Get to know Erich Noriega

Posted on Tuesday, May 12, 2020

Man staring at camera with neutral facial expression with computer workstation in the background
What is your job title?
  • Infrastructure Architect
How do you see your role going forward?
  • As an enabler.

    Being an architect only means that you’ve adapted to manage change as an inevitable trade of your craft and to mitigate risks. You might as well make the most out of it.

    Aiming for an environment where we can explore ideas through creating, troubleshooting, trial and error and thus gaining first-hand experience.

    The information technology field is more alive than ever with hundreds (if not more) of new techniques, tools, platforms, languages and frameworks every year. Keeping up is a full-time job. I am lucky enough to be part of a thriving community such as uOttawa, where curiosity allows us to try new ideas while delivering value to every user.

    As with every journey there are different stages, we’re in a privileged and unique position thanks to the hard work of the bright people that I call colleagues. It humbles me realizing how we’re living in such a historic moment. There will be a before and an after, but the most important thing for me is how Information Technology has demonstrated value in ensuring business continuity and as a strategic partner on future endeavours.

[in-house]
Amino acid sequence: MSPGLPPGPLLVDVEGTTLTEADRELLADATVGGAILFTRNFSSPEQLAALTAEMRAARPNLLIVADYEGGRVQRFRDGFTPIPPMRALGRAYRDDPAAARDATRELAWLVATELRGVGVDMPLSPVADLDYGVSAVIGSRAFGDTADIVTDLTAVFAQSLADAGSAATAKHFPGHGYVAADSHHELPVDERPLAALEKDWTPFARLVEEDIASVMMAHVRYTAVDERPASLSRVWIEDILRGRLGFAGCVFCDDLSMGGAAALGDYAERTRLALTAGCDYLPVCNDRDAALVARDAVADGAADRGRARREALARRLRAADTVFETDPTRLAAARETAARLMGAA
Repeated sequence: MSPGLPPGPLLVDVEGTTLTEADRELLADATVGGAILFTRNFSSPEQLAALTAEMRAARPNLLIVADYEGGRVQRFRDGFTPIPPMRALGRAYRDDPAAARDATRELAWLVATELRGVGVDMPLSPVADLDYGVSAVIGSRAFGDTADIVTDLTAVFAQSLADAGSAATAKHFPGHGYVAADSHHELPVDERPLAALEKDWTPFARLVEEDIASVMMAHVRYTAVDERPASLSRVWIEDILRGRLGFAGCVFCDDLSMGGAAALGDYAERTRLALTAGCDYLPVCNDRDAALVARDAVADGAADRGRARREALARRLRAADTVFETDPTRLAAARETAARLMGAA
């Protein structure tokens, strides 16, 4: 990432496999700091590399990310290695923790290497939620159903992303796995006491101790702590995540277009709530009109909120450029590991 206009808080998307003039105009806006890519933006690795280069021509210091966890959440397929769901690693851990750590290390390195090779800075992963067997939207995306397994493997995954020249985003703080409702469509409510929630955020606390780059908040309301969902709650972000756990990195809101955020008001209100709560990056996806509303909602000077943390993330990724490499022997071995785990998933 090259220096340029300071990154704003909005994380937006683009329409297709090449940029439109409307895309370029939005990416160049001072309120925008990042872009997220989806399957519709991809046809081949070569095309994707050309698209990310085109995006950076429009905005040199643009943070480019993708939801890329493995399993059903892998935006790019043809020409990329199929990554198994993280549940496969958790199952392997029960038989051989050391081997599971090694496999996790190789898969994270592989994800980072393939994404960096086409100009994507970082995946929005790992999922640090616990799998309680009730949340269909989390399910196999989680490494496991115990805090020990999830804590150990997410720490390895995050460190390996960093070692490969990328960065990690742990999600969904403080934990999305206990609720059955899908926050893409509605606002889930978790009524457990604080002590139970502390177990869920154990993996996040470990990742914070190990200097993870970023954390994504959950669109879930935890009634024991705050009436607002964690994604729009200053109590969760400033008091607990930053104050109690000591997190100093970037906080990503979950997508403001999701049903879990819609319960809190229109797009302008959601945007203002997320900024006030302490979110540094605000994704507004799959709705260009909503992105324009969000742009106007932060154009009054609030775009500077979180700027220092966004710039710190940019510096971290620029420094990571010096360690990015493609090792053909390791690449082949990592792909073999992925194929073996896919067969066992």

Do you have any professional certifications?
  • I have had a bunch of them throughout the years, but as with anything else in IT they have an expiration date. Certifications expire. Luckily knowledge doesn’t, so many of those certificates are the core basics that I’ve built upon. At different points in time I’ve been certified in: CCNP, MSCE, RedBook Author, Linux Foundation Scholarship Recipient.
What countries you’ve lived in/visited?
  • I was fortunate enough to take a gap year. I went travelling for 11 months eastbound on an “around the world” plane ticket. The more one learns, the more one realises how little you know. Earth is a big place full of wonder.
Why did you get into your field of work?
  • It started in 1986 (I was 9 at the time) when I got my hands on my first computer. A few weeks later, my mom came into my room just to find that I’d gutted out the hardware (because I was puzzled about how it worked). I managed to put it back together, albeit with some remaining pieces, in working condition. From there, the rest has been history. I’ve always been exposed and intrigued by the information technology domain; 20 years in this field!
Back to top